The great champion Holmes was not only friendly to the Rinaldi boys, but he described in detail the thrilling moments of his bout with Cooney and what led to the incredible knockout of the challenger.

Throwing punches to the air, Holmes was gregarious, friendly, outgoing and managed to touch the psyche of the future boxing writer. They soon developed a friendship with Holmes, who later introduced them to their boyhood hero Roberto Duran who happened to be training at Holmes’ gym in 1982. These meetings with Holmes and Duran would, in effect, change the course of Gerard’s life.

Alex, Gerard, and John Rinaldi at the Boxing Hall of Fame in 1992.

Once he became a writer, he covered such great fights at New York’s famed Madison Square Garden such as Azumah Nelson-Salvador Sanchez, Roberto Duran- Davey Moore, Buddy McGirt – Pernell Whitaker, Lennox Lewis – Michael Grant, Felix Trinidad – Pernell Whitaker, Evander Holyfield – Lennox Lewis, Bernard Hopkins – Felix Trinidad, Miguel Cotto – Zab Judah, Felix Trinidad – Ricardo Mayorga, Miguel Cotto- Sugar Shane Mosley, Wladimir Klitschko – Calvin Brock, Miguel Cotto – Zab Judah, Felix Trinidad – Roy Jones Jr., and Wladimir Klitschko – Sultan Ibragimov, to name just a small few.

Future Boxing Hall of Famers John, Alex, and Gerard Rinaldi relaxing near their house in Stuart, Florida in 1980.

Future Boxing Hall of Famers John, Alex, and Gerard Rinaldi relaxing near their house in Stuart, Florida in 1980.

The Roberto Duran – Davey Moore bout was especially memorable for Gerard since it took place ten days after Gerard turned 21 years old.  Roberto Duran was his favorite fighter and Madison Square Garden was packed to the rafters, with most on hand rooting for the Panamanian slugger Duran. The Garden was suppose to have also opened its 5000 seat theater next door, then known as the Felt Forum, to air the fight via close-circuit. Unfortunately,  since ticket sales appeared to be going slow, promoter Bob Arum in one of the most ill advised and stupid moves in the history of fight promotions, decided not to rent out the theater and refused to air the fight.

Gerard Rinaldi (R) with former WBC Middleweight, IBF Super Middleweight, and WBA Light heavyweight champion Iran “The Blade” Barkely (L).

Well, as Duran fans often do, crowds jammed 34th street in Manhattan, and over fifteen people had to be turned away since the Main Garden was sold-out and the Felt forum was closed! Still, it was one of Duran’s greatest performances and the whole event left a lasting impression on the young Gerard Rinaldi.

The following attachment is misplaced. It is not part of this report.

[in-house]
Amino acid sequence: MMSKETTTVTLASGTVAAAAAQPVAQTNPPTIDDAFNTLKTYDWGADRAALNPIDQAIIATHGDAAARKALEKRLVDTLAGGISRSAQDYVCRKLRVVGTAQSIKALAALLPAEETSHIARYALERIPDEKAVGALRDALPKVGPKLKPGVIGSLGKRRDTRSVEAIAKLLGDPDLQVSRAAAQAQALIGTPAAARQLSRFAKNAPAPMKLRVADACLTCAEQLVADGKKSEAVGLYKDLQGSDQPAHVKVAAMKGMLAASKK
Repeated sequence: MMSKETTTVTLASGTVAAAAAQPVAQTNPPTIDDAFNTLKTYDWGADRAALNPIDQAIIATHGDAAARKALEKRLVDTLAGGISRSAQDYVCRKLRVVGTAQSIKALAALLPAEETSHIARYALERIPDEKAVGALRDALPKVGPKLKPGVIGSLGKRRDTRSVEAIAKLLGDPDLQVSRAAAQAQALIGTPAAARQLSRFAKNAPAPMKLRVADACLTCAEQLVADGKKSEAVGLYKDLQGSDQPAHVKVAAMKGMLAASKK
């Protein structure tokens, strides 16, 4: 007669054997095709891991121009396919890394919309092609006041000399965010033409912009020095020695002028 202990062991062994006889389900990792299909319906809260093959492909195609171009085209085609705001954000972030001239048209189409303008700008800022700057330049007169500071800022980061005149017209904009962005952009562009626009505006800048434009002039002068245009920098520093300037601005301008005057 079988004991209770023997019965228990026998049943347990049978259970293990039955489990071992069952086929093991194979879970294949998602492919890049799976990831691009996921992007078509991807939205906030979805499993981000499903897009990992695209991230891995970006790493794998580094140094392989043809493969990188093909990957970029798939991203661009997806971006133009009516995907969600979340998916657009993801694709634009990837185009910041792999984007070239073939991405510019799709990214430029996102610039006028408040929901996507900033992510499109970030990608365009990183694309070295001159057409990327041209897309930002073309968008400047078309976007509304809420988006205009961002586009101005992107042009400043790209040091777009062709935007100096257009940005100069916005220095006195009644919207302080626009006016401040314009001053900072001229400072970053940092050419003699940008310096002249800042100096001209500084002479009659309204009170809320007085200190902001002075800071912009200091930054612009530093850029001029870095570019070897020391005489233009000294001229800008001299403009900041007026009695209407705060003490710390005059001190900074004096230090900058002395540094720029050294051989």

Cake Celebrating the Florida Boxing Hall of Fame 2012 Inductions

Cake Celebrating  2012 Inductees

The KIitschko-Ibragimov fight was Gerard at his best, for he was the only reporter who wrote that when Klitschko was booed at the press conference he actually cursed the group at hand.  Known for his no-holds bar interviewing, along with his innate ability to get the answers from those he queried, he was also the only writer willing to ask Klitschko the tough questions that other reporters were hesitant to ask.

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Gerard Rinaldi on Podium to the right in 1980.

It was also Gerard who formed the first relationship between Vinny Pazienza (now known as Vinny Paz) and THE USA BOXING NEWS.

Gerard attended the fight at the Civic Center in Rhode Island on October 1, 1991, and witnessed Pazienza winning the WBA junior middleweight title over Gilbert Dele. Gerard was so impressed with Vinny’s performance that he soon developed a professional friendship, which exists with The USA Boxing News to this day.

Gerard squaring off with a statue of Carmen Basilio at the Boxing Hall of Fame

Gerard squaring off with a statue of Carmen Basilio at the Boxing Hall of Fame in 1992.

Gerard was also a member of the American Legion, where he was a highly respected World War II historian and enthusiast, as well as had an extensive collection of original G.I. Joe action figures and accessories.

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Gerard with former WBA and WBC welterweight champion Marlon Starling